Piper Hendricks, BS’99

Director’s Cut

AARON CLAMAGE

 

A disappointing court decision led attorney Piper Hendricks to an unusual change of career—documentary filmmaking—with a little help from a nun.

“I was working in international human rights litigation,” recalls Hendricks, “and was handling cases against corporations, including one against [a tire manufacturer] for using child labor in Liberia. It was an extremely strong case, but due to a decision that eventually made its way to the Supreme Court, it was dismissed.

“It was really heartbreaking. I thought, if we can’t win a case like this—in which the CEO admitted that child labor had been used—then what can we win?”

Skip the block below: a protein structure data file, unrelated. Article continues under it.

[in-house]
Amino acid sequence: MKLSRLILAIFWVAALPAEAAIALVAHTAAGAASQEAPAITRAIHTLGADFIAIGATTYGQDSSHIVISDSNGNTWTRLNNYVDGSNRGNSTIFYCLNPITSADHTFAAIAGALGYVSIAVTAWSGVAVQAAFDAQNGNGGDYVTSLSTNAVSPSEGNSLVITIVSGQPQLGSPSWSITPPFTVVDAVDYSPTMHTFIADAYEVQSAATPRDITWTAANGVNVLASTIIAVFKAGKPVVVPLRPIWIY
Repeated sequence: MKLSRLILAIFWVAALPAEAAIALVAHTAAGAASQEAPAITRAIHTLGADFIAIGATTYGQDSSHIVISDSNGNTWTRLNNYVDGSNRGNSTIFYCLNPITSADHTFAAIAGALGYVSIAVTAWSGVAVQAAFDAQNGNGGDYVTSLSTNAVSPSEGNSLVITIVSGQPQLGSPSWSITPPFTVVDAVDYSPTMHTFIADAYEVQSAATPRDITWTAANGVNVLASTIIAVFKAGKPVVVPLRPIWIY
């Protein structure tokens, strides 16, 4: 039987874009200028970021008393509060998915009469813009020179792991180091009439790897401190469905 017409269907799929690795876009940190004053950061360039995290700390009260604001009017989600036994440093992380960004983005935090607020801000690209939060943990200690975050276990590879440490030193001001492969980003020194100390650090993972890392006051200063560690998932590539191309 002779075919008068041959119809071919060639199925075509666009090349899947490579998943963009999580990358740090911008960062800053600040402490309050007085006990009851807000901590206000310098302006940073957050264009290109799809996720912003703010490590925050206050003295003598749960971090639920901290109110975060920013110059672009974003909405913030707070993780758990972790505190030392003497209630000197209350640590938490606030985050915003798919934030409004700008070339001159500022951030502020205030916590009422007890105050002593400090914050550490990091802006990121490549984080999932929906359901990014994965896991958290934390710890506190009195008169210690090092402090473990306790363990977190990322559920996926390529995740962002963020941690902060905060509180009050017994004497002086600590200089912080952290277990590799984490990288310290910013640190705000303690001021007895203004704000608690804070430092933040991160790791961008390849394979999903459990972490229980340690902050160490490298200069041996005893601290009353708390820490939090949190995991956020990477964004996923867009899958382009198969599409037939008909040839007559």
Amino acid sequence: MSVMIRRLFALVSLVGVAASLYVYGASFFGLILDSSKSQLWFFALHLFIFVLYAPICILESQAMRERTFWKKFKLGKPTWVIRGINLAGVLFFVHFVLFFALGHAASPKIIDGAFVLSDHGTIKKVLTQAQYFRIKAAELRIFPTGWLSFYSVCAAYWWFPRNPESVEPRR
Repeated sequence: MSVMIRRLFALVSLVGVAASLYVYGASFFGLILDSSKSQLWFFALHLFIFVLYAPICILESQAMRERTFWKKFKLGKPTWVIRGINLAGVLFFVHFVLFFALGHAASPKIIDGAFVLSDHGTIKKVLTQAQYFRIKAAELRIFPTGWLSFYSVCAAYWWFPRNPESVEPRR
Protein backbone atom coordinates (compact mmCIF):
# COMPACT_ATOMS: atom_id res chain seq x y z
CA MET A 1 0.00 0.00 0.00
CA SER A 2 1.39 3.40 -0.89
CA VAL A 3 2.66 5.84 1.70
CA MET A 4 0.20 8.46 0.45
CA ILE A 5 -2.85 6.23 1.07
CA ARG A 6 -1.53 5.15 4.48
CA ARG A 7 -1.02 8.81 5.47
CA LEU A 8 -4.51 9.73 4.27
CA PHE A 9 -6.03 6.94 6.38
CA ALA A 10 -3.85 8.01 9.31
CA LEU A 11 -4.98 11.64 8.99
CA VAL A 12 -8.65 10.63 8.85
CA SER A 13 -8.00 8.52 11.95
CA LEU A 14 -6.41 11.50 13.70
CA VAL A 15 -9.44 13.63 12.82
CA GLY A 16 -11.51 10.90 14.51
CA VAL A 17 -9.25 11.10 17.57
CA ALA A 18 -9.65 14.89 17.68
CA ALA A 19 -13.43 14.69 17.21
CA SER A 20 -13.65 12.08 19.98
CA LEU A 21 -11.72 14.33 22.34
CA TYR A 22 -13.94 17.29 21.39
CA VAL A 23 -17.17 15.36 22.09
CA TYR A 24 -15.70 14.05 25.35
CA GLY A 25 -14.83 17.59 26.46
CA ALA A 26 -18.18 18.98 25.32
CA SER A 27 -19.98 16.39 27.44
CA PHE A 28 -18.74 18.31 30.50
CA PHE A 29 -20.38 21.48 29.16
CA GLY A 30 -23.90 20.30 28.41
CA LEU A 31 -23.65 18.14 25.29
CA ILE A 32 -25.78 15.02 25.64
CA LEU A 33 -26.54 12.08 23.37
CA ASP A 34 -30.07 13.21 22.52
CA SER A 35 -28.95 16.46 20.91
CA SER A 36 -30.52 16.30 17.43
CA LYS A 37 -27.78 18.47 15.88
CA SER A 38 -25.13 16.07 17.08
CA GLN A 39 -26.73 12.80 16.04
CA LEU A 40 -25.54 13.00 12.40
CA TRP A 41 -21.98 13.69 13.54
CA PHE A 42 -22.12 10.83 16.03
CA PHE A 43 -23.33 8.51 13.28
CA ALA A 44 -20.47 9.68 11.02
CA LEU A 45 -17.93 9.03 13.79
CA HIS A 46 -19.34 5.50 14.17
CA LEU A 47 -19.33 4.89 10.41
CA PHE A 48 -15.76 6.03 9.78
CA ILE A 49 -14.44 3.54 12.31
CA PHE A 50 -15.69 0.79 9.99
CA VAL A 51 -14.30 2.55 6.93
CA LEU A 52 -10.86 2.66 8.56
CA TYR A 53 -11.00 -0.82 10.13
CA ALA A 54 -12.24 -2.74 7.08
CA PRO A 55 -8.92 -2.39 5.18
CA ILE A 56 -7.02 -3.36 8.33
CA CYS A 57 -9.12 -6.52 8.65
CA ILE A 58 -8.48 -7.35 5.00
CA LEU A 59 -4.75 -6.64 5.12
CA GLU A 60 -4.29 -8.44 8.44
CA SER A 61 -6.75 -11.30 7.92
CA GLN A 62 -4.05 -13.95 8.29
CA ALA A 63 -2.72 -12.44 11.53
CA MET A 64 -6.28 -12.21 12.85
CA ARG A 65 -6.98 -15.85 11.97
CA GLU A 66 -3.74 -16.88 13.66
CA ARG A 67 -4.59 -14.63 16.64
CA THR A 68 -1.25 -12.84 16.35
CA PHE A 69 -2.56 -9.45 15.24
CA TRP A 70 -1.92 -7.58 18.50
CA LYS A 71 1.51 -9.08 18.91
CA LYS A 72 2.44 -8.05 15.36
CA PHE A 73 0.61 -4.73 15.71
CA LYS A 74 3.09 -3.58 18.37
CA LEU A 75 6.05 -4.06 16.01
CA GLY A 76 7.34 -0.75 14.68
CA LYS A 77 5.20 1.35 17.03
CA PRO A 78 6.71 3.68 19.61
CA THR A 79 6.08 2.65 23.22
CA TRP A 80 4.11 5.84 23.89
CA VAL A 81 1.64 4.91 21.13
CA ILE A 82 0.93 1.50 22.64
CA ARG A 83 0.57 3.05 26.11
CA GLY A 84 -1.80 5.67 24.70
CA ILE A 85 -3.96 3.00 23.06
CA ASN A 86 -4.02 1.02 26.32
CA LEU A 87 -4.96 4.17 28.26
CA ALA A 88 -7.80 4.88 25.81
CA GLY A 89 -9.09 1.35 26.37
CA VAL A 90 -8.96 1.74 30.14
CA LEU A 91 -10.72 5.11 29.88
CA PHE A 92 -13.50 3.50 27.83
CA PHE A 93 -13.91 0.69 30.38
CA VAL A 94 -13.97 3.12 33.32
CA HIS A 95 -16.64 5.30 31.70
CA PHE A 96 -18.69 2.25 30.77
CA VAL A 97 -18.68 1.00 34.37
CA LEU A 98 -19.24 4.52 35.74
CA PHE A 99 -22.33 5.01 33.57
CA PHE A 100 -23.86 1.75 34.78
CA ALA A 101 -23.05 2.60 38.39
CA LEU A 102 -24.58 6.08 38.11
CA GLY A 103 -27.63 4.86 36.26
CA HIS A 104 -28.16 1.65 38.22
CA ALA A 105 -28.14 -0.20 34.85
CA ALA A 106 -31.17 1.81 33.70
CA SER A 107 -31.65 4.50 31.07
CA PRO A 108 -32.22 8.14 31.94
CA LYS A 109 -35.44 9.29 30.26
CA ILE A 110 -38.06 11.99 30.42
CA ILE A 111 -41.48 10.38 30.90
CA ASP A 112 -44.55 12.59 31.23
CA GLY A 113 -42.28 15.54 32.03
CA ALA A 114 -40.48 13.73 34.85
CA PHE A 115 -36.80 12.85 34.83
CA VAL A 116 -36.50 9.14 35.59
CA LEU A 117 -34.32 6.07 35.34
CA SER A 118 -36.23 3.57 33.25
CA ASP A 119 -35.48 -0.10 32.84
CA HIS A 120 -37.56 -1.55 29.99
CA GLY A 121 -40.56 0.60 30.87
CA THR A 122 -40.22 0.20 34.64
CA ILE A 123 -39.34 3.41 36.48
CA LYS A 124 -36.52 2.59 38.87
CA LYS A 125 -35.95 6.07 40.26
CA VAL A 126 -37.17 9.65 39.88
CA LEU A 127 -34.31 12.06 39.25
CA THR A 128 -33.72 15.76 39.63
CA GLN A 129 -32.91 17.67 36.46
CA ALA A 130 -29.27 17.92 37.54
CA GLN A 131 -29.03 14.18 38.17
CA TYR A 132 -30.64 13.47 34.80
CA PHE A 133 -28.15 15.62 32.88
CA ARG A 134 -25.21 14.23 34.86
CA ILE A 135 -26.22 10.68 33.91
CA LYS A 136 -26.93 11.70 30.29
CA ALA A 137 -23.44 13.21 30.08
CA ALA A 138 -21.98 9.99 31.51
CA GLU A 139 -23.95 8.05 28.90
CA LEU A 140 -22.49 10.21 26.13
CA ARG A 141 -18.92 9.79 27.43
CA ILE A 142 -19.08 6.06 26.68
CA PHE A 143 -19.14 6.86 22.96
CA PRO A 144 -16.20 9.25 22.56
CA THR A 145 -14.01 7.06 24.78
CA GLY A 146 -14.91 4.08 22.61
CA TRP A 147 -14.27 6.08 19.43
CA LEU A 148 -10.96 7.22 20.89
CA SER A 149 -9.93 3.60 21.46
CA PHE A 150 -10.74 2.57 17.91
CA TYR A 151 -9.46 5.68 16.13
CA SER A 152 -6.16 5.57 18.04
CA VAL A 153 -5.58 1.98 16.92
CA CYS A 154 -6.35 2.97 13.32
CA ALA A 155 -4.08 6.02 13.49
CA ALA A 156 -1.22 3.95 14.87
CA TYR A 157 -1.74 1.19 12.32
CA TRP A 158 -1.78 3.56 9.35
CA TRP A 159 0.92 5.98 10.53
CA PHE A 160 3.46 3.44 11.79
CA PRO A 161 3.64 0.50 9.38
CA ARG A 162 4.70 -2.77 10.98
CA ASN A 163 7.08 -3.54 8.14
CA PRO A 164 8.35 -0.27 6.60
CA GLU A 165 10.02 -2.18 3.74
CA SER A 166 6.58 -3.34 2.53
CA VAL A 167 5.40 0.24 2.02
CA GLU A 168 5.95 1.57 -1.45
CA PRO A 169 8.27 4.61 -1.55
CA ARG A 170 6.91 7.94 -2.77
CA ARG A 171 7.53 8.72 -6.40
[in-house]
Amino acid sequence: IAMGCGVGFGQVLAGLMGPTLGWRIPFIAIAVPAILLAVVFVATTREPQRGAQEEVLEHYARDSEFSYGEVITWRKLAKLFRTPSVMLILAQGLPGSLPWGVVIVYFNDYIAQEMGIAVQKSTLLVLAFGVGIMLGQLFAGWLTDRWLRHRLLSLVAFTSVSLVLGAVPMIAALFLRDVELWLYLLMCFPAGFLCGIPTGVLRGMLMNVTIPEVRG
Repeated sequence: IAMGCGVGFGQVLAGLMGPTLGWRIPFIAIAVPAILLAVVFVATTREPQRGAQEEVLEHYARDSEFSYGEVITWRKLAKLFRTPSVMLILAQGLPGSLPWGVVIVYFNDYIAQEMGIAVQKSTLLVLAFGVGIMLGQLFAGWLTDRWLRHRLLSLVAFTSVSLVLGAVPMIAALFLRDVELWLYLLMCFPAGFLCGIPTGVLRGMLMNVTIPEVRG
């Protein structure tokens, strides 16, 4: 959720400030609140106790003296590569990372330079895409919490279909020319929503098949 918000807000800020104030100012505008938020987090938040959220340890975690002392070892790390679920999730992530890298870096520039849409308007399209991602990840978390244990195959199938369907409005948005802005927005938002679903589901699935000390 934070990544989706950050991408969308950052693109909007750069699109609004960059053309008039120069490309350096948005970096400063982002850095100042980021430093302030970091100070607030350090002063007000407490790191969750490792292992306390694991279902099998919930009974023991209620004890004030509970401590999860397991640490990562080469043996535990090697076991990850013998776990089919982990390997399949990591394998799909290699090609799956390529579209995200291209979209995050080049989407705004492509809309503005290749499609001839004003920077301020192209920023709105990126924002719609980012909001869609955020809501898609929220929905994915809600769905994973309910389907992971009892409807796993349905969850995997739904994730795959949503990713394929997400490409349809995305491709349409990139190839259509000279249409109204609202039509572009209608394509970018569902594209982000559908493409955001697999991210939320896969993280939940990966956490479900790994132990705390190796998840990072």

Hendricks began looking for other ways to make an impact. On a trip to Israel, she found herself explaining human rights litigation to a Catholic nun. As an example, Piper mentioned a global food-product company’s role in human rights abuses. Without hesitation, the nun swore never to buy their product again.

“That was powerful,” says Hendricks. “I then realized if you could tell everybody about these things, then you could have a significant impact.”

She decided to do just that by going into the movie business. Today she is founder and president of p.h. balanced films, a nonprofit organization that makes awareness-raising documentary films.

By the end of 2014, the organization plans to launch a series of short films called “Your Wallet, Your Voice,” exploring the toll that global industries pertaining to products such as coffee, chocolate, cut flowers and palm oil have on people and the planet.

When asked how she went from the courtroom to the director’s chair, Hendricks just laughs. “I didn’t know what I was doing. I just jumped right in.”

—BECCA JENSEN